I’m a bit late for New Years, but when does life change and growth land on the button of an arbitrary date with champagne pops? Pretty rarely. So, here’s what I learned in 2014:
1. I used to be precious with my ideas. I knew the adage “don’t be precious,” but I certainly didn’t practice it. I kept them close, trying to be particular about who I told, who I wanted to work with, and in what mediums I would manifest these ideas–it all had to be exact match for each idea; a hatchling needing perfect care. Over the past few years, and this year in particular, I have learned that having good ideas is not the hard part, being able to make them happen is. I know the hardest part is finding the time, support, tools, and ability to develop and iterate and manifest them. The sooner you can get them out of the nest, the sooner they can fly. And the more people and mediums who get to interact with that idea, the better it’ll become. So share, evolve, and don’t be afraid to let them fly. There will always, always, always be more good ideas.
2. Time Management. I still have a long ways to go, but this year I learned a LOT in the time management department. I come from the world of all-nighters, passion projects, staying up too late after day jobs and hours of classes and work in order to make things. I’m used to eating, sleeping, and breathing my projects. This year, I spent a lot of time being creative on strict timelines, proposing those timelines & work plans myself, and tracking hours. I learned how to be more efficient, but still give myself the chance to percolate and marinate. (One of my new favorites: The MacGyver Method. Who knew getting your dishes done could be part of the creative process?)
3. This year I worked with a lot of amazing brands, including some of my absolute favorites. I learned a lot about how to work with existing stories, characters, locations, brands, and conceits to create something new, while still evoking and invoking the original spirit. I also became better at articulating, sometimes you really don’t need so much of a story. Sometimes, the details of a story will get lost, because the spectacle, delight, and emotion, are enough. A one-liner nailing what the guest/user experience is can speak more than thousands of pages of exposition.
4. In a company of impassioned extroverts, everyone is fighting to get a word in edgeways at almost every brainstorm. It can pay off to sit back and listen. Listen to what people are truly saying, not just the surface level.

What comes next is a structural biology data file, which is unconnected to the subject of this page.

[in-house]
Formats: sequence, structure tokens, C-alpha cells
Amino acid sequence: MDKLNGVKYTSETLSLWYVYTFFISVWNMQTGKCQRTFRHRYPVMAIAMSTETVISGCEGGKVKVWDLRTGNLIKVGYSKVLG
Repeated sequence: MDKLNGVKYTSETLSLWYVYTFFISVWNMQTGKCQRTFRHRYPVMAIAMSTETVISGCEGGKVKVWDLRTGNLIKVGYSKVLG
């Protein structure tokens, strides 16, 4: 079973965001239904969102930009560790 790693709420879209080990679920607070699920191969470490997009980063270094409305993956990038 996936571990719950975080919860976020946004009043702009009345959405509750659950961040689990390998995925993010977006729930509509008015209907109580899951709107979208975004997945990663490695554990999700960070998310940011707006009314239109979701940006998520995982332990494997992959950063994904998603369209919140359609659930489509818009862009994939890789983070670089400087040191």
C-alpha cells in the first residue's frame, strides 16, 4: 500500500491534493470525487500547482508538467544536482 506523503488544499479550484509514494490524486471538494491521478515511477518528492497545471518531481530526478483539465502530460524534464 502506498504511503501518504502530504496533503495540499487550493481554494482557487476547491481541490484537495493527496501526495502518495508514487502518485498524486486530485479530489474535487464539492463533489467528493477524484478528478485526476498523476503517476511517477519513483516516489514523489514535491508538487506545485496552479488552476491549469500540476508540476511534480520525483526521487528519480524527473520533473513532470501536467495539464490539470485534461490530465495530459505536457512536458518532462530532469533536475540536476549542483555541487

5. On the opposite end, I realized how important it is to knowing when to articulate your ideas, versus when people get them. People are smart. They are creative and can draw the lines if you give them the dots. Nothing kills a presentation or bogs down a project meeting quite like nitpicking through seemingly obvious details and belaboring the point to the Endless Plains of Obvious.
6. Similarly, don’t go full 180. While I noticed the trend of what happens in the point above, more often than not I personally need to talk out the process I followed, not just the conclusion. When the Notoriously “Out There” Creative Director in the studio turns to you in a meeting, and asks, “what even happens in that brain of yours?” chances are, they missed the line of logic you followed.
7. I come from a world where by the time I came on board in a design process, the project had to ship. Subsequently, I used to measure success as “pulling it off,” no matter the cost. I had the satisfaction of the fact that the overwhelming majority of the time, I could pull it off well. However, over the past few years, I have moved increasingly earlier in the design process, including concept and blue sky thinking–where many times the project can’t or shouldn’t be pulled off–ranging from resources to timelines to safety to the fact it’s just not the best idea. How do you measure a project’s success? That’s something I’ll try to be able to find and articulate this year. I’m beginning to think it’s a lot more about process and people now.
8. Always, always, always, the sheer truth of difference between taste and skill. In my photography, I KNOW that I am not as good as my taste is. But I keep shooting, knowing I’m disappointing myself, but seeing tiny bits of improvement with every shot, and knowing that I am closing that gap. (Take 2 minutes. You must watch this: Ira Glass on The Gap)
9. No doors close forever.
10. You are harder on yourself than anyone else is. When giving yourself advice, take a moment and see what you would tell a friend or loved one who came to you with the same problem. So give yourself that support–this is a lot of work and a stressful planet–we need more empathy.
Bonus: Just do it. You will never be fully ready, and there’s a lot of bravery in learning to try when you aren’t ready. Don’t be afraid to ask for help, or admit your novice, but still. just. do. it. (This year I stepped up and dove in through a lot of major ways professionally, but on a quick personal note: I wrote and drew my first comic book this year!)